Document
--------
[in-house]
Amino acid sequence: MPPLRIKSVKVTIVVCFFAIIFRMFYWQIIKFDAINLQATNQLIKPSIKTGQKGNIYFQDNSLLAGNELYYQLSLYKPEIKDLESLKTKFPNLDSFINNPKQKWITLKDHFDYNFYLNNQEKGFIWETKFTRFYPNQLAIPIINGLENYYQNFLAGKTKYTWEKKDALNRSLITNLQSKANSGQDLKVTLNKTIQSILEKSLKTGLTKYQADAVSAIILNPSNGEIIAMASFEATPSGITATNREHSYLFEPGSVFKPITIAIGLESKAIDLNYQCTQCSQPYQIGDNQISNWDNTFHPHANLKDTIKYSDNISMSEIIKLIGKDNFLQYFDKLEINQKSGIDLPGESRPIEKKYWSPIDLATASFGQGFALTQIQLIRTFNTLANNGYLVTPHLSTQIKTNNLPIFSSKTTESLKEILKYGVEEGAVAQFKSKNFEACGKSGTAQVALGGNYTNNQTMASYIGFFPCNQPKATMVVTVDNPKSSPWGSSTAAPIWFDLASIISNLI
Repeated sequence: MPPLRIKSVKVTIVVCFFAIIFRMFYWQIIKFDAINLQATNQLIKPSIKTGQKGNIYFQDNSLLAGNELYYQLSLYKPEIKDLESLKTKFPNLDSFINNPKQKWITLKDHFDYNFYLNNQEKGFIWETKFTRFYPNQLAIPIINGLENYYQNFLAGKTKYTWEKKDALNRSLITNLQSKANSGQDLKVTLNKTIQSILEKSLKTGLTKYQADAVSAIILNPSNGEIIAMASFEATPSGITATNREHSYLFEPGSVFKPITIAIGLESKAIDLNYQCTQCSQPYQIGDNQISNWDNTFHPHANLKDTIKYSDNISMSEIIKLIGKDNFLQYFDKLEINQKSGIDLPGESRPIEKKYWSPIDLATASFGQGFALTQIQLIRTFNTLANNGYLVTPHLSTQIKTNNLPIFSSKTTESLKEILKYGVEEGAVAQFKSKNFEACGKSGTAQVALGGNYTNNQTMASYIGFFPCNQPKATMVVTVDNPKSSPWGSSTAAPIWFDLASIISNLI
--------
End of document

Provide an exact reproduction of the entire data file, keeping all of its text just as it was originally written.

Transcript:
[in-house]
Amino acid sequence: MPPLRIKSVKVTIVVCFFAIIFRMFYWQIIKFDAINLQATNQLIKPSIKTGQKGNIYFQDNSLLAGNELYYQLSLYKPEIKDLESLKTKFPNLDSFINNPKQKWITLKDHFDYNFYLNNQEKGFIWETKFTRFYPNQLAIPIINGLENYYQNFLAGKTKYTWEKKDALNRSLITNLQSKANSGQDLKVTLNKTIQSILEKSLKTGLTKYQADAVSAIILNPSNGEIIAMASFEATPSGITATNREHSYLFEPGSVFKPITIAIGLESKAIDLNYQCTQCSQPYQIGDNQISNWDNTFHPHANLKDTIKYSDNISMSEIIKLIGKDNFLQYFDKLEINQKSGIDLPGESRPIEKKYWSPIDLATASFGQGFALTQIQLIRTFNTLANNGYLVTPHLSTQIKTNNLPIFSSKTTESLKEILKYGVEEGAVAQFKSKNFEACGKSGTAQVALGGNYTNNQTMASYIGFFPCNQPKATMVVTVDNPKSSPWGSSTAAPIWFDLASIISNLI
Repeated sequence: MPPLRIKSVKVTIVVCFFAIIFRMFYWQIIKFDAINLQATNQLIKPSIKTGQKGNIYFQDNSLLAGNELYYQLSLYKPEIKDLESLKTKFPNLDSFINNPKQKWITLKDHFDYNFYLNNQEKGFIWETKFTRFYPNQLAIPIINGLENYYQNFLAGKTKYTWEKKDALNRSLITNLQSKANSGQDLKVTLNKTIQSILEKSLKTGLTKYQADAVSAIILNPSNGEIIAMASFEATPSGITATNREHSYLFEPGSVFKPITIAIGLESKAIDLNYQCTQCSQPYQIGDNQISNWDNTFHPHANLKDTIKYSDNISMSEIIKLIGKDNFLQYFDKLEINQKSGIDLPGESRPIEKKYWSPIDLATASFGQGFALTQIQLIRTFNTLANNGYLVTPHLSTQIKTNNLPIFSSKTTESLKEILKYGVEEGAVAQFKSKNFEACGKSGTAQVALGGNYTNNQTMASYIGFFPCNQPKATMVVTVDNPKSSPWGSSTAAPIWFDLASIISNLI